Jennings v. Colvin, No. 2:2014cv00096 - Document 18 (E.D. Mo. 2016)

Court Description: MEMORANDUM OPINION. (See Full Opinion.) For the reasons included herein, the Court does not have jurisdiction over Plaintiff's claims and this case is therefore dismissed. A separate judgment in accordance with this Opinion is issued today. Signed by District Judge Catherine D. Perry on 1/15/2016. (CBL)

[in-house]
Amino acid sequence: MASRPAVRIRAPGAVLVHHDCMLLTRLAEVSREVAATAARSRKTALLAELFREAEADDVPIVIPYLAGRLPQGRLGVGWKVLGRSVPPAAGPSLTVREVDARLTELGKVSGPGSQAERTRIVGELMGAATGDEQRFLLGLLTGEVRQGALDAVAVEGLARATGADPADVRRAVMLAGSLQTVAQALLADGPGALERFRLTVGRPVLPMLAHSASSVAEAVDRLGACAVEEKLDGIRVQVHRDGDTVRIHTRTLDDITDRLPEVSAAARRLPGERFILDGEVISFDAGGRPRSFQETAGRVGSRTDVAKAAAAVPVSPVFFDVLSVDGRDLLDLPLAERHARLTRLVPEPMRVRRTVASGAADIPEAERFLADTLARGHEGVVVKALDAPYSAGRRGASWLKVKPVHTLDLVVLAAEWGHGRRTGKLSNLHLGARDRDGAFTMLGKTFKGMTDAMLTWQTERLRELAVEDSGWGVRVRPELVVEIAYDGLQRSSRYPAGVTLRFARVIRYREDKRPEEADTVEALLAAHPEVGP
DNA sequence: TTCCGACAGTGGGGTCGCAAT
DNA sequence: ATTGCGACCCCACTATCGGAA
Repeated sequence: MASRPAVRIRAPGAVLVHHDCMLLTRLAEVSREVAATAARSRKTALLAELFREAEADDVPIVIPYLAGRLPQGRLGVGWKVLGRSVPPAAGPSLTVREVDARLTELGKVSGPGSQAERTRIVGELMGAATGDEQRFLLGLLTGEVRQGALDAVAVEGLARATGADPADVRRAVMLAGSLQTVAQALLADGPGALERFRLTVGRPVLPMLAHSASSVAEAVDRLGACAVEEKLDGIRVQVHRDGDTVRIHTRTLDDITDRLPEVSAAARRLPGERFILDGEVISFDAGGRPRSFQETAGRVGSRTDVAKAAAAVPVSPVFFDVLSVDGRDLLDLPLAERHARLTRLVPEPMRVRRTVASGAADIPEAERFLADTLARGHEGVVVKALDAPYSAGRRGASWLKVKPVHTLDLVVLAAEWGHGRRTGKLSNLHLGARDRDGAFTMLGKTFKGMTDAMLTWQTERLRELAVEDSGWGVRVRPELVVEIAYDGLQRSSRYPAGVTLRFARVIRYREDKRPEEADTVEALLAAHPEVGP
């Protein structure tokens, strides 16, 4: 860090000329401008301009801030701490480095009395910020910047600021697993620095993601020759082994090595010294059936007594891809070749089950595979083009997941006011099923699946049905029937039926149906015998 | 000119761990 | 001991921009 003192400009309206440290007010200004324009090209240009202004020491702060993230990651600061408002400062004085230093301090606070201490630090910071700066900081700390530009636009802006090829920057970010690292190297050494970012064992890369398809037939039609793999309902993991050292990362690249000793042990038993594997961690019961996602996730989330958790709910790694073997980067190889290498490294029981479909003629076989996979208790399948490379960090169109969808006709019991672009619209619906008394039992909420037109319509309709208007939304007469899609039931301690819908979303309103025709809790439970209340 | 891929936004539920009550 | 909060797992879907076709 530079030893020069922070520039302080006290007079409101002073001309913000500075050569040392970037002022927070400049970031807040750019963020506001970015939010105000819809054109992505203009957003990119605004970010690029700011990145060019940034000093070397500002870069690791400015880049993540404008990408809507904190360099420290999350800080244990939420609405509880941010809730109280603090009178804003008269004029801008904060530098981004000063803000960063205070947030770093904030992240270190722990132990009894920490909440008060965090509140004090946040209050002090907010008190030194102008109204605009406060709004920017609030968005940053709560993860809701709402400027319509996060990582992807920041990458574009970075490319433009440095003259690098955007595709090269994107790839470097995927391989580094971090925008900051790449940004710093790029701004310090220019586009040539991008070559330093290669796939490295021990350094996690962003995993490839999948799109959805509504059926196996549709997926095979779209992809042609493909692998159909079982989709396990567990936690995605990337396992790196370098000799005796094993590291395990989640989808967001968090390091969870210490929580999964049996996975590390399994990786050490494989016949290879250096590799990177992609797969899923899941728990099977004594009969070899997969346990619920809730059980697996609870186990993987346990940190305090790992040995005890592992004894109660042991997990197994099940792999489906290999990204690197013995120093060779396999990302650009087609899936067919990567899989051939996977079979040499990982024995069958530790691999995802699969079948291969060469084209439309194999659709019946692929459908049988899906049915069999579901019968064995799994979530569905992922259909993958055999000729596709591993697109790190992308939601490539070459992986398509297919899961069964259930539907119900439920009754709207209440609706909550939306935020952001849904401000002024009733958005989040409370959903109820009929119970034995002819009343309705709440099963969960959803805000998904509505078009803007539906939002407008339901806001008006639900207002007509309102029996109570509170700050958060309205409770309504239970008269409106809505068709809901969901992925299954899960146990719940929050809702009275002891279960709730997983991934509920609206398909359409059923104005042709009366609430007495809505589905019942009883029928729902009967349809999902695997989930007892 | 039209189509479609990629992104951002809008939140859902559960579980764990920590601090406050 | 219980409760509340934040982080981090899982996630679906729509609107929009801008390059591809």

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UNITED STATES DISTRICT COURT EASTERN DISTRICT OF MISSOURI NORTHERN DIVISION CLIFFORD GLENN JENNINGS, Plaintiff, vs. CAROLYN W. COLVIN, Acting Commissioner of Social Security, Defendant. ) ) ) ) ) ) ) ) ) ) ) Case No. 2:14 CV 96 CDP MEMORANDUM OPINION In this action plaintiff Clifford Glenn Jennings seeks judicial review of the decision denying his request to reopen the termination of his Social Security survivor benefits. I conclude that this Court lacks jurisdiction to review the Commissioner’s refusal to reopen the decision terminating benefits, and that plaintiff has not made a colorable showing that his due process rights have been violated. I will therefore dismiss this case for lack of subject-matter jurisdiction. Background Clifford Glenn Jennings’ father died in 1996 when Jennings was a minor. At that time, Jennings was awarded surviving child’s benefits based on his father’s earnings record. Those benefits were terminated in 2003 when he was 19. He did not request review of the agency decision stopping those benefits, and the decision terminating the benefits has not been made part of the record here. Jennings later filed for Supplemental Security benefits and child disability benefits in 2007 and 2008, respectively. After a 2009 hearing, an ALJ initially denied these requests for benefits. That decision was remanded by the Appeals Council. In May 2012 a second hearing was held before a different ALJ, Judge Debra J. Denney, and later the same month, Judge Denney issued a fully favorable decision on the two pending disability applications, approving both requests for benefits dating back to the alleged disability onset date of September 15, 2006. As part of her decision, Judge Denney found no good cause to reopen Jennings’ 2003 disability determination terminating his receipt of survivor benefits. In September 2014, the Appeals Council denied Jennings’ request for review of the ALJ’s decision. In this case Jennings challenges only the portion of the decision refusing to reopen the prior termination of child survivor benefits. Jennings claims that his 2007 and 2008 applications for benefits acted as a request to reopen the 2003 termination of benefits, although neither application mentions the prior determination. In January 2008 Jennings’ attorney sent a letter to the Office of Disability Adjudication and Review stating that he was requesting a “Decision on the Record for the Claimant as a Disabled Adult Child dating back to the time when he was determined ineligible for Social Security.” [Tr. 320] This letter was forwarded to a Social Security Administration District Manager in 2 Moberly, Missouri in December 2008. [Tr. 324] Finally, two days before Jennings’ 2012 hearing, his attorney sent a brief to Judge Denney asking her to reopen the prior decision terminating Jennings’ child survivor benefits for good cause on the basis that Jennings’ mental incapacity kept him from making a timely request for appeal of that decision. [Tr. 339] He cited to SSR 91-5p, 20 C.F.R. § 404.911(a), and 20 C.F.R. § 416.1411(a). Judge Denney found no good cause to reopen the previous determination terminating Jennings’ survivor benefits. In considering whether Jennings lacked the mental capacity to understand the procedures for requesting review, she considered the requirements of SSR 91-5p. She then noted that while Jennings had some deficits at the time of the previous determination, he was able to adaptively function well enough to attempt some jobs, engage in a relationship, and father a child. He was able to assist with simple chores around the home, attend car shows, drive, manage medications and perform one or two step directions with assistance. Discussion The only issue before me is whether to reverse or remand the ALJ’s decision that good cause did not exist to reopen plaintiff’s previous disability determination terminating his receipt of child survivor benefits in 2003. Plaintiff argues that when he turned 19, instead of terminating his benefits, the Commissioner should have found him eligible for disabled child benefits based on his mental retardation. 3 Plaintiff claims that he had good cause, based on his mental incapacity, for failing to timely appeal the Commissioner’s decision. In his initial brief, plaintiff claimed that the ALJ’s failure to find good cause to reopen the 2003 determination is not supported by substantial evidence on the record as a whole; in his reply brief, plaintiff claims that his due process rights were violated. The Commissioner argues that the court lacks jurisdiction to consider this claim. I agree with the Commissioner that the court does not have jurisdiction over plaintiff’s claim that the ALJ’s decision to reopen was not supported by substantial evidence because such a decision is not considered a final decision of the Commissioner subject to judicial review. 42 U.S.C. § 405(g) authorizes judicial review of “any final decision of the Commissioner ... made after a hearing.” See Mason v. Barnhart, 406 F.3d 962, 964 (8th Cir. 2005). Under § 405(g), courts lack jurisdiction to review the Commissioner's refusal to reopen a proceeding or extend the time for review of a determination because such decisions are not considered “final decision[s] of the Commissioner ... made after a hearing.” 42 U.S.C. § 405(g); see Boock v. Shalala, 48 F.3d 348, 351 (8th Cir.1995); see also Califano v. Sanders, 430 U.S. 99, 107–08 (1977); Efinchuk v. Astrue, 480 F.3d 846, 848 (8th Cir. 2007). However, jurisdiction may exist if the claimant makes a colorable constitutional claim challenging the Commissioner’s refusal to reopen the proceeding. See Efinchuck, 480 F.3d at 848. 4 Plaintiff did not make any constitutional argument in his initial brief. In his reply brief, Plaintiff argues that his due process rights were or will be violated. First he states that if he is denied an opportunity to appeal the ALJ’s decision, he will lose a level of appeal that other claimants are allowed to exercise, which would be a denial of due process. This argument fails because Plaintiff has no due process right to judicial review of a decision denying a request to reopen. Plaintiff has also argued that the ALJ’s decision violated his due process rights because it does not “make sense and quote cogent reasons for a denial” or “comport with the facts and evidence.” This sounds very much like an argument that the ALJ’s decision was not supported by substantial evidence, but because it can arguably be construed as a substantive due process claim, I will address it. A plaintiff alleging a substantive due process claim “must demonstrate that the government action complained of is truly irrational.…” Ganley v. Minneapolis Park & Recreation Bd., 491 F.3d 743, 749 (8th Cir. 2007). The state actor's conduct must be egregious. It must be “arbitrary, or conscience shocking, in a constitutional sense.” Skokos v. Rhoades, 440 F.3d 957, 962 (8th Cir. 2006). The record does not support a conclusion that the ALJ’s decision or actions were egregious. Her opinion indicates that she considered the evidence presented in light of the substantive factors required by SSR 91-5p. An independent review of the evidence shows Jennings indicated he could read and write English, help with 5 chores around the house, drive, and follow simple instructions. There is not such a dearth of evidence supporting the ALJ’s decision as to make it arbitrary or shocking to the conscience. Plaintiff’s argument amounts to a claim that the ALJ construed the evidence incorrectly, and this is not enough. Jennings has failed to present a colorable substantive due process claim. To the extent he has attempted to do so, Jennings has also failed to make out a colorable procedural due process claim. “A procedural due process claim focuses not on the merits of a deprivation, but on whether the State circumscribed the deprivation with constitutionally adequate procedures.” Parrish v. Mallinger, 133 F.3d 612, 615 (8th Cir. 1998). The inquiry looks at the procedural safeguards built into the statutory or administrative procedure effecting the deprivation. Id. “[D]ue process does not guarantee a favorable result, only procedures reasonably calculated to afford claimants a meaningful opportunity to be heard…..” Boock, 48 F.3d at 353 n.8. In Efinchuk v. Astrue, a case factually similar to this one, the Eighth Circuit found there was no colorable due process claim where the ALJ received and considered claimant’s evidence, listened to and considered all proffered testimony and argument, and wrote an opinion setting forth a “cogent rationale” explaining her decision not to reopen the plaintiff’s prior disability application. See Efinchuk, 480 F.3d at 848-49. Here, Plaintiff has pointed to no specific part of the process that was deficient. His attorney submitted a brief 6 arguing his position to the ALJ. Plaintiff received an administrative hearing and was represented by counsel before, during, and after the hearing. At the hearing, he had a chance to speak and be examined by his counsel. The ALJ listened to all proffered testimony and argument and rendered an opinion explaining her decision to deny Plaintiff’s request to reopen the previous determination. She considered the relevant law and regulations and cited to evidence in the record to support her decision. In light of all of this, and in the absence of any more specific argument by Plaintiff, Plaintiff has made no colorable procedural due process claim. Conclusion For all of these reasons, the Court does not have jurisdiction over Plaintiff’s claims and this case is therefore dismissed. A separate judgment in accordance with this Opinion is issued today. CATHERINE D. PERRY UNITED STATES DISTRICT JUDGE Dated this 15th day of January, 2016. 7